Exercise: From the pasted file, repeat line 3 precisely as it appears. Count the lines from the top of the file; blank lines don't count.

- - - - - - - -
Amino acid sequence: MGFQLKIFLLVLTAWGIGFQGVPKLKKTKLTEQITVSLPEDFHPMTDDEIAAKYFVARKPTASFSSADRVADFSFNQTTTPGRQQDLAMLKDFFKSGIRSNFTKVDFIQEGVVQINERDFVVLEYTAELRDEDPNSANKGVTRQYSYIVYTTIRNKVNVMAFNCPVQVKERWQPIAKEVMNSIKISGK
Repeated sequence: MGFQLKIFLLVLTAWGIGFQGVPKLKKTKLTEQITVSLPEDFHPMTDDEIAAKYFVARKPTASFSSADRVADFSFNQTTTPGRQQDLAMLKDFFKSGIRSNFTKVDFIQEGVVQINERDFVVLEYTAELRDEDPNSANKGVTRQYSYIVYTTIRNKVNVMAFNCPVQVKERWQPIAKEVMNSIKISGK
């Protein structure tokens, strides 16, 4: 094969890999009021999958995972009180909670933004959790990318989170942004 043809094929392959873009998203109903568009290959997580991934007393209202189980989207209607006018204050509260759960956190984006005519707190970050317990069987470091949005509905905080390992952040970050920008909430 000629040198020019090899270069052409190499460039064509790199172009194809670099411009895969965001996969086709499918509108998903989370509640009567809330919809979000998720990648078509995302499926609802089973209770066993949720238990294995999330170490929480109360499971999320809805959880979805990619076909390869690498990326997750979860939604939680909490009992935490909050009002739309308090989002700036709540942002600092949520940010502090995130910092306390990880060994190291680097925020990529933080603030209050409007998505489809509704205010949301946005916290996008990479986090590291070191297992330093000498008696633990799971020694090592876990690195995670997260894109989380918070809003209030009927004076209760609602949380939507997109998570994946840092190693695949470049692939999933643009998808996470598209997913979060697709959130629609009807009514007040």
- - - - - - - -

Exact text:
């Protein structure tokens, strides 16, 4: 094969890999009021999958995972009180909670933004959790990318989170942004 043809094929392959873009998203109903568009290959997580991934007393209202189980989207209607006018204050509260759960956190984006005519707190970050317990069987470091949005509905905080390992952040970050920008909430 000629040198020019090899270069052409190499460039064509790199172009194809670099411009895969965001996969086709499918509108998903989370509640009567809330919809979000998720990648078509995302499926609802089973209770066993949720238990294995999330170490929480109360499971999320809805959880979805990619076909390869690498990326997750979860939604939680909490009992935490909050009002739309308090989002700036709540942002600092949520940010502090995130910092306390990880060994190291680097925020990529933080603030209050409007998505489809509704205010949301946005916290996008990479986090590291070191297992330093000498008696633990799971020694090592876990690195995670997260894109989380918070809003209030009927004076209760609602949380939507997109998570994946840092190693695949470049692939999933643009998808996470598209997913979060697709959130629609009807009514007040």